Economic Outlook - June 2009
North Carolina should eliminate most of its tax credits for job creation and investment, according to a study done for the General Assembly. The credits, which make up 98% of the $2 billion the legislature committed for economic incentives between 1996 and 2006, no longer further goals they were created for. The study also recommends cutting the state’s corporate income tax rate while keeping credits for research and development and expanding discretionary incentives such as the Job Development Investment Grants and the One North Carolina Fund. Brent Lane, director of the UNC Center for Competitive Economies, is co-author of the study.
BNC: Has the incentive program been a waste of money?
Lane: No, it hasn’t. We entered a new era of economic-development competition in the ’90s when incentives were extraordinarily useful. North Carolina didn’t want to do incentives — we had to because everybody around us was using them. But the state’s portfolio of economic incentives was developed for the economy of the early ’90s. That economy has changed, so we need to look at our existing portfolio and see how it should be changed.
What are incentives supposed to do?
You’ll get a different answer from almost everybody. But we had a very good bipartisan committee of about 20 legislators. They boiled it down to three primary factors. One was job creation — not just any jobs but higher-wage jobs. Second was an emphasis on job creation in distressed areas where the market isn’t immediately responding to opportunities. The third was: Have we improved the North Carolina economy’s competitiveness?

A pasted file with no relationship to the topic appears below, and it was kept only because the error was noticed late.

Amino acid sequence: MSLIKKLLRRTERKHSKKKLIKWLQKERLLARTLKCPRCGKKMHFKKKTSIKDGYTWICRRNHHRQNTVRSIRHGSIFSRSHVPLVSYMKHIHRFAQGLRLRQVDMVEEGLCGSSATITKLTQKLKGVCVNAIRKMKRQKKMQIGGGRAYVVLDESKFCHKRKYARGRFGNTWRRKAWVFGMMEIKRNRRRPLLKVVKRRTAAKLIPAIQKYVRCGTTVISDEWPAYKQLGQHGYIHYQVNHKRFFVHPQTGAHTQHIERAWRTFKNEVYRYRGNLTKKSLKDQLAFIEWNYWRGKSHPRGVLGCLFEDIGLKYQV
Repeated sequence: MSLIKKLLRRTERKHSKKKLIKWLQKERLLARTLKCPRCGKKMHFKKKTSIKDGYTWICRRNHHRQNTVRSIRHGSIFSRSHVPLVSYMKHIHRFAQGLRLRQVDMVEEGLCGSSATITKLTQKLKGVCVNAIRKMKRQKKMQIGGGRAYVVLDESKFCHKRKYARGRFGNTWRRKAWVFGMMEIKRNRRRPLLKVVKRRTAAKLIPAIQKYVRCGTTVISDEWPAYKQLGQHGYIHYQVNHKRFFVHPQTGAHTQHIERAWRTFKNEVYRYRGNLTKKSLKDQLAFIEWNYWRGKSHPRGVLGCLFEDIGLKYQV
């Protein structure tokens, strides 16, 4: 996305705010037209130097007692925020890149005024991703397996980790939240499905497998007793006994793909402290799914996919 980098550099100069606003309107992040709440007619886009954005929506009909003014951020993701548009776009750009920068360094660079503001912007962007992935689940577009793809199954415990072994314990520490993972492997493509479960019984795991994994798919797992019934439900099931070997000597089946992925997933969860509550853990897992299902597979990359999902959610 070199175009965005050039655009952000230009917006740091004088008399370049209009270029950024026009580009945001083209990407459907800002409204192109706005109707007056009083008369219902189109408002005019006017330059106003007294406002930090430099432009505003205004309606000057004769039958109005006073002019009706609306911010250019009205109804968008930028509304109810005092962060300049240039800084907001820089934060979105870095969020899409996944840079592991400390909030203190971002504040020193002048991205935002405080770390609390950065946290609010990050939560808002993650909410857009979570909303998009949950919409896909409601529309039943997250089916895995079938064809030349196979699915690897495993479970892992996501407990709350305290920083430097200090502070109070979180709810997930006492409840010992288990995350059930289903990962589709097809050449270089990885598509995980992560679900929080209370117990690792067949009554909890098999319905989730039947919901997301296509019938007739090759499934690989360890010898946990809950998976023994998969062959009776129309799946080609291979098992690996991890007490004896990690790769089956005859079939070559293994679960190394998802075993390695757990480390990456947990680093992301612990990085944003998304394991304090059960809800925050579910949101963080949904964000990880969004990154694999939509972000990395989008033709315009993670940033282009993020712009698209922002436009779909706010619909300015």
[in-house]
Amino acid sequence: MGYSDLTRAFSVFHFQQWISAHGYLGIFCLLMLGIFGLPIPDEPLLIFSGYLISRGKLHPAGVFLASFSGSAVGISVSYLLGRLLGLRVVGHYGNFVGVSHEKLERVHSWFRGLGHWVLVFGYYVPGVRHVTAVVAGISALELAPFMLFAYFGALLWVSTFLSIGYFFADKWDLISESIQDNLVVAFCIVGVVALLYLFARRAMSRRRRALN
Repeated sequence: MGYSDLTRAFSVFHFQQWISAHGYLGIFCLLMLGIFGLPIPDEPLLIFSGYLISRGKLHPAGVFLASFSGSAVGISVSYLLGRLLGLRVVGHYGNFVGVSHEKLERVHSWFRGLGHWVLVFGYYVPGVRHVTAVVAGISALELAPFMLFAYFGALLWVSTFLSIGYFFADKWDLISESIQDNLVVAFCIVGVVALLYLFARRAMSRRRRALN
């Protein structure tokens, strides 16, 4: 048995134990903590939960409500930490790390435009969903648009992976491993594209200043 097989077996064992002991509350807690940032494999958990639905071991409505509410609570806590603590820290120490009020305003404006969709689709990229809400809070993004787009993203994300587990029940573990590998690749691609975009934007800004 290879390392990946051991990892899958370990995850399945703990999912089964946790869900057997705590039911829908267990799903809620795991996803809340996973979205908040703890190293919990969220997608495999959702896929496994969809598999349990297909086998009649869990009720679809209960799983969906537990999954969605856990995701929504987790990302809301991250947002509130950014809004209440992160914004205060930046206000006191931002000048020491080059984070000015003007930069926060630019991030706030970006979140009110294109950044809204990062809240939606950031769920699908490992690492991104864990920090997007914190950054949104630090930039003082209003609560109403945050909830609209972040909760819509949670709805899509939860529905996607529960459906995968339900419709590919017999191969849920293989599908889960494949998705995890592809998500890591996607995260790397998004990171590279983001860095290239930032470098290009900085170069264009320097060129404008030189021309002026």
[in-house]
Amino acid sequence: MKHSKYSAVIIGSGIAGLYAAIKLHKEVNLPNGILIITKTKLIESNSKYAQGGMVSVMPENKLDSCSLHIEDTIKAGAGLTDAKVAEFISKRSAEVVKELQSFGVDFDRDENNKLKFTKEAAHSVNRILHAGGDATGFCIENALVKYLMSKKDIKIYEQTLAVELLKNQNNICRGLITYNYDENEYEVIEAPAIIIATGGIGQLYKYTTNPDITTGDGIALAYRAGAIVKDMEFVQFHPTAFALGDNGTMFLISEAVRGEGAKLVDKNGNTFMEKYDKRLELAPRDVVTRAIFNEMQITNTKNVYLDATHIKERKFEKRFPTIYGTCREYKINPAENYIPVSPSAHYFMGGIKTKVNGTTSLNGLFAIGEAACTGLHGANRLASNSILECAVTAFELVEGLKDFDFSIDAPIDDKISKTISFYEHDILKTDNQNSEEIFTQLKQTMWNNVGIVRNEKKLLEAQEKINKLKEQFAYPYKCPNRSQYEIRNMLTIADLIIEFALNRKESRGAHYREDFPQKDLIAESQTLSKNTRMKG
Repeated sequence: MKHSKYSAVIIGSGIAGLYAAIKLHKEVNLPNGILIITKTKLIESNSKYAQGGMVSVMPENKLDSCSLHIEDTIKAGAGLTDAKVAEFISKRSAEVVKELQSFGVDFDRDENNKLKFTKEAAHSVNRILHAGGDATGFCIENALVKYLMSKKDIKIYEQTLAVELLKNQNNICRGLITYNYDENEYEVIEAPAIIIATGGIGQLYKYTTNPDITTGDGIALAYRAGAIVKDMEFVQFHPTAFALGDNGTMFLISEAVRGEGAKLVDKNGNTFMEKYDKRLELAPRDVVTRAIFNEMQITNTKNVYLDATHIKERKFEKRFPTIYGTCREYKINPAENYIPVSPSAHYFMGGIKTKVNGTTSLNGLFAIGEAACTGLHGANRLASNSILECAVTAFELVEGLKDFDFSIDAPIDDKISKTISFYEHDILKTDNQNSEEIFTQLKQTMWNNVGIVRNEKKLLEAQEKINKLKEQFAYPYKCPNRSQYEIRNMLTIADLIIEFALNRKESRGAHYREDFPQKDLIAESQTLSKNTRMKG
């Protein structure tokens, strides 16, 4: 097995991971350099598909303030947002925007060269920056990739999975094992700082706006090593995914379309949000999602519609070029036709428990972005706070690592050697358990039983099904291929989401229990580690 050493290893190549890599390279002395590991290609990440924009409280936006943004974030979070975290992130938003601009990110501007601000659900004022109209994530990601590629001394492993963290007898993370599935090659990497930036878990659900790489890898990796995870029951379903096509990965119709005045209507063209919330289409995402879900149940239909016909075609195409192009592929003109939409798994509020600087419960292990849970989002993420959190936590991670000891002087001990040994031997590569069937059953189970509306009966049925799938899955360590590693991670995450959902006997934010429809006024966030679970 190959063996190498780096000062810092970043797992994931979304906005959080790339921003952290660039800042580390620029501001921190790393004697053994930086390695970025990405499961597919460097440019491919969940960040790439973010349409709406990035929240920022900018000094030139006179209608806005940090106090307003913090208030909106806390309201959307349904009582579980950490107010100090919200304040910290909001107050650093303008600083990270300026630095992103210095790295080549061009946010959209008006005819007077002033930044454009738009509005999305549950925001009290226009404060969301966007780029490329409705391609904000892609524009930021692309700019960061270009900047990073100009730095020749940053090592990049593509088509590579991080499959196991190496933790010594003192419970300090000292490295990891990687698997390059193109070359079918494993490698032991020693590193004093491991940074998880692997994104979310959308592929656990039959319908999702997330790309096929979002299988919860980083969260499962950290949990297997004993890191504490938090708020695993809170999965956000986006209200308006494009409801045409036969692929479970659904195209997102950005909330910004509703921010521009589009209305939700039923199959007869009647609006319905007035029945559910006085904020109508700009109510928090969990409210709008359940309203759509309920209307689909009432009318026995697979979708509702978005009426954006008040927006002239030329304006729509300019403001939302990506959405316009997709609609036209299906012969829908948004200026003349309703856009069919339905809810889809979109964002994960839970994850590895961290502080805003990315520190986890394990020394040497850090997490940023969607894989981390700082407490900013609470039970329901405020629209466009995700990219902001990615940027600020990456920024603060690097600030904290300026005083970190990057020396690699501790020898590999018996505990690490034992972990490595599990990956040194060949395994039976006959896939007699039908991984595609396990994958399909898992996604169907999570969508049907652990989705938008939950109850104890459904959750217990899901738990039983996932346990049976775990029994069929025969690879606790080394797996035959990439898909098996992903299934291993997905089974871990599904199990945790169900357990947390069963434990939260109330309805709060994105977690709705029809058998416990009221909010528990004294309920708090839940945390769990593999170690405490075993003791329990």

How do you measure that?
First, you have to have a significant number of jobs. Second, they have to be high-quality. Third, you’ve got to have an effect beyond the company that’s receiving incentives. If you’re going to invest in a relative handful of firms, they have to be transformative in some way.
They have to draw other companies to the state?
Absolutely. Or it can be geographical. A company moving into Mecklenburg County would have a smaller impact than a similarly sized one moving into a distressed rural area.
What did you find the tax credits were doing?
What we found was the popular perception of our incentives doesn’t match the reality. Very little of the tax credits are directly related to job creation. Most are for investments in machinery and other equipment. Those credits, which are more than two-thirds of the total, are not even indirectly associated with job creation. On a net basis, they’re associated with job loss. The vast majority of incentives are to companies that are shedding jobs. If your expectation is that your incented companies are adding jobs, then you’re failing. If you want to incent companies in distressed areas, you’re failing. The tax credits go overwhelmingly to the well-off counties.
Sometimes the state gives incentives not to create but to keep jobs.